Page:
NASCAR: Edwards applies pressure on Johnson

Published 12:00 am Tuesday, November 4, 2008

By Jim Peltz
Los Angeles Times
FORT WORTH, Texas ó Carl Edwards walked into the post-race interview room wearing a black cowboy hat, a prop awarded by the folks at Texas Motor Speedway for winning Sunday’s NASCAR Dickies 500.
The black hat might have been better suited to the cocky Kyle Busch. But it’s Edwards who has been on his horse lately, winning the last two races and closing on Jimmie Johnson in the Chase for the Sprint Cup championship.
Edwards, a 29-year-old native of Columbia, Mo., said he spent part of last week hunting in the Missouri woods to get his mind off racing, and plans to again this week.
“I call it hunting, but it’s mostly just watching because I’m terrible,” Edwards said. “I’ll be in the woods in my tree stand thinking about anything but Jimmie Johnson.”
If that’s possible, because Edwards is hunting down Johnson for NASCAR’s championship.
Only a week ago, Johnson’s lead, then 183 points over Edwards, was thought invincible as Johnson tries to become only the second NASCAR driver, with Cale Yarborough, to win three consecutive Cup titles.
And although Edwards’ win Sunday on a dramatic fuel-mileage call by his crew chief, Bob Osborne, knocked 77 points off that lead, to 106, Johnson remains in a strong position with only two races left, at Phoenix on Sunday and at Homestead-Miami (Fla.) on Nov. 16.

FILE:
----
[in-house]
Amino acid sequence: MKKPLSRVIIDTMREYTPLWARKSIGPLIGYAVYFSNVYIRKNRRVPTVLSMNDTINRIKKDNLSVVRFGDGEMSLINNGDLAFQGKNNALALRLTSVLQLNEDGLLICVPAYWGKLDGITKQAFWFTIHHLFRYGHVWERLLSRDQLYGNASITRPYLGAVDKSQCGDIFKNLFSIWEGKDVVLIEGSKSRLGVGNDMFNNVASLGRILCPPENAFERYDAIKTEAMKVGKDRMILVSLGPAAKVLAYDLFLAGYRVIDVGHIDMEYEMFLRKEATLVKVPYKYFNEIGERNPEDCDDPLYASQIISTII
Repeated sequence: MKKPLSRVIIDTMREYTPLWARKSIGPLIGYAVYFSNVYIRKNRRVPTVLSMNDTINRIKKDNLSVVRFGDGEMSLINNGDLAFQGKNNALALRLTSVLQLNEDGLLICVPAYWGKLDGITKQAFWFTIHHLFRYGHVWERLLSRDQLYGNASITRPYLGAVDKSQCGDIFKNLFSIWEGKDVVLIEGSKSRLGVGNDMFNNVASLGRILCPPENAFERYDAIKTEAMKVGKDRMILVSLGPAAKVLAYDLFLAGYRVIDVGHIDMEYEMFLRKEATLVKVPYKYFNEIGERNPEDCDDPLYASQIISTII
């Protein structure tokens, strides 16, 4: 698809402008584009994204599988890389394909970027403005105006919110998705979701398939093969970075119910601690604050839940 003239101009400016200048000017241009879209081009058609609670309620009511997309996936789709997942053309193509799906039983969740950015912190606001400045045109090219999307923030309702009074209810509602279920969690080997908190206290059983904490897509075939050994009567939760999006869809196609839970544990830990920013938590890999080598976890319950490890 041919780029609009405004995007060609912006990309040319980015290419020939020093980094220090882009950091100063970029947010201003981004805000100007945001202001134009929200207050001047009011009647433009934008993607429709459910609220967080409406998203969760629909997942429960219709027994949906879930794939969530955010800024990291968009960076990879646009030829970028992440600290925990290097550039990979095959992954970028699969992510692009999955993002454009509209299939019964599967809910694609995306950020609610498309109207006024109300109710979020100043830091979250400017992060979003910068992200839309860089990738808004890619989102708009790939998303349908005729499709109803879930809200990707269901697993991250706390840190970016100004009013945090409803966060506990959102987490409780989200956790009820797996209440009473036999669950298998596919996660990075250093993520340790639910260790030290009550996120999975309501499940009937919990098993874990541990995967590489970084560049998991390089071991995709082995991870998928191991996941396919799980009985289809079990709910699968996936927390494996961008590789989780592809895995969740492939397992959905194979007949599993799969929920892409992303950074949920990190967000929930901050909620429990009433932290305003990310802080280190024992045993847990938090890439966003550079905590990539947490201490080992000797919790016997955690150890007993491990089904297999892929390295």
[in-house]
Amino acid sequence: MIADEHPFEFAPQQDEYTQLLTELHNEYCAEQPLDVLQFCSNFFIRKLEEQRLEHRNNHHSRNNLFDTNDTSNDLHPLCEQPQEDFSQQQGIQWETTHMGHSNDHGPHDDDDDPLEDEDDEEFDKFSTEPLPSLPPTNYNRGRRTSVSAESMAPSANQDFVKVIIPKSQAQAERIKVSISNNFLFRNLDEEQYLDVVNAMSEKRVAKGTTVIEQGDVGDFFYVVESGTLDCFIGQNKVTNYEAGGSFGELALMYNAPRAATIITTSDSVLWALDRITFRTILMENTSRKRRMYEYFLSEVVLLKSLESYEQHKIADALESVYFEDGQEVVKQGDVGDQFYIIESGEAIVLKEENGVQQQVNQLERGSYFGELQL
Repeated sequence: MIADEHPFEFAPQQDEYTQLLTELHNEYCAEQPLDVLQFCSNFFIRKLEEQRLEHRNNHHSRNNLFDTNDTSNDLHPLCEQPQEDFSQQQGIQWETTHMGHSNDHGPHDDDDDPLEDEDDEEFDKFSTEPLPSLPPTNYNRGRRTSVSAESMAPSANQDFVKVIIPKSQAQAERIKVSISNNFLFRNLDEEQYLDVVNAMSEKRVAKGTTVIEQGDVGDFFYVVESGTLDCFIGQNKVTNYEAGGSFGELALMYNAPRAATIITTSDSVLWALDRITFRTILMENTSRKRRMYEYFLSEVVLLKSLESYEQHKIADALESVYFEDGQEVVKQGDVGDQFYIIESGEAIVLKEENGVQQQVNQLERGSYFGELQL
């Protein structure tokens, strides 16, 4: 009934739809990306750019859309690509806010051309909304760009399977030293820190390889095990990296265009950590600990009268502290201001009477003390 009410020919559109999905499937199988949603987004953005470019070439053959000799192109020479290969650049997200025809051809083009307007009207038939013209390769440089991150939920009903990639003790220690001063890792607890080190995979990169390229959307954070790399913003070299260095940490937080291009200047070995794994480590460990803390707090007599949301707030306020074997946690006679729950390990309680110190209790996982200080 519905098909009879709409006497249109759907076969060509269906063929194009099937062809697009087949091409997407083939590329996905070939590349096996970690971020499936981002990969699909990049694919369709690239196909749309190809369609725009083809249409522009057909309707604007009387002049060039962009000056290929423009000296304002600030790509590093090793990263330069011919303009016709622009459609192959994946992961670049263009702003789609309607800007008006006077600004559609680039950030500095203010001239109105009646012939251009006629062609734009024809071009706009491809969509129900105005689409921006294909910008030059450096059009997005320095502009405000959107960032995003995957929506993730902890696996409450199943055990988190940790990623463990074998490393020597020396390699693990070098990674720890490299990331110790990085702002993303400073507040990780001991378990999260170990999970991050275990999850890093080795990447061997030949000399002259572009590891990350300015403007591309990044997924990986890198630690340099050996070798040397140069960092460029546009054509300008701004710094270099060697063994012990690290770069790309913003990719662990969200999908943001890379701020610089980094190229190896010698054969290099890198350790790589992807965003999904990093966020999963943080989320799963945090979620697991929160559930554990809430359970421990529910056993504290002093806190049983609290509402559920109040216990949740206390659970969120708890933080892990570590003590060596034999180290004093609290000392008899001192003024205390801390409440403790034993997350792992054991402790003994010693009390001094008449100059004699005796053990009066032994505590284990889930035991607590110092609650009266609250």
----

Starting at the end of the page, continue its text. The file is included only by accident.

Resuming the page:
Shortly after the race ended, NASCAR issued a statement that it would be “difficult” for Johnson to clinch the title at Phoenix. That drew a few snickers from reporters who figured it was a NASCAR effort to maintain interest in the Homestead-Miami finale.But it won’t be easy either. Johnson could clinch at Phoenix if he runs well and Edwards stumbles badly. (Johnson would have to gain at least 90 points on Edwards in the desert to secure the title.)
But a frustrated Johnson, who finished 15th at Texas because of his poorly handling Hendrick Motorsports Chevrolet, did not act like a driver confident of clinching anything.
“In racing, anything can happen and usually does,” he said. “I have known all along we were going to have to fight every week for this thing.”
Edwards’ No. 99 Ford, prepared by Roush Fenway Racing, was the dominant car at Texas. But because of caution periods, he needed a fuel gamble to climb from seventh and inherit the lead.
He did so by going the final 69 laps of the 334-lap race without refueling again, a stretch that baffled even team co-owner Jack Roush, whose other drivers needed to refuel 12 laps earlier.
“I didn’t understand why, and I still don’t understand why” Edwards pulled it off, Roush said, although he suggested it might have been how Edwards drove his car compared with his teammates rather than the car itself.
Edwards now has eight wins, tying him for the series lead with Busch, and lots of momentum. Yet Edwards remains a long shot, in no small part because Johnson has won the last two races on the 1-mile Phoenix track.
Still, Johnson’s teammate, Jeff Gordon, who finished second to Edwards at Texas, said Friday that although he was impressed with Johnson’s record this season, “I’ve felt all year that it would be Carl’s year.”
There are still two races to see if Gordon, who has four Cup championships himself, turns out to be prescient.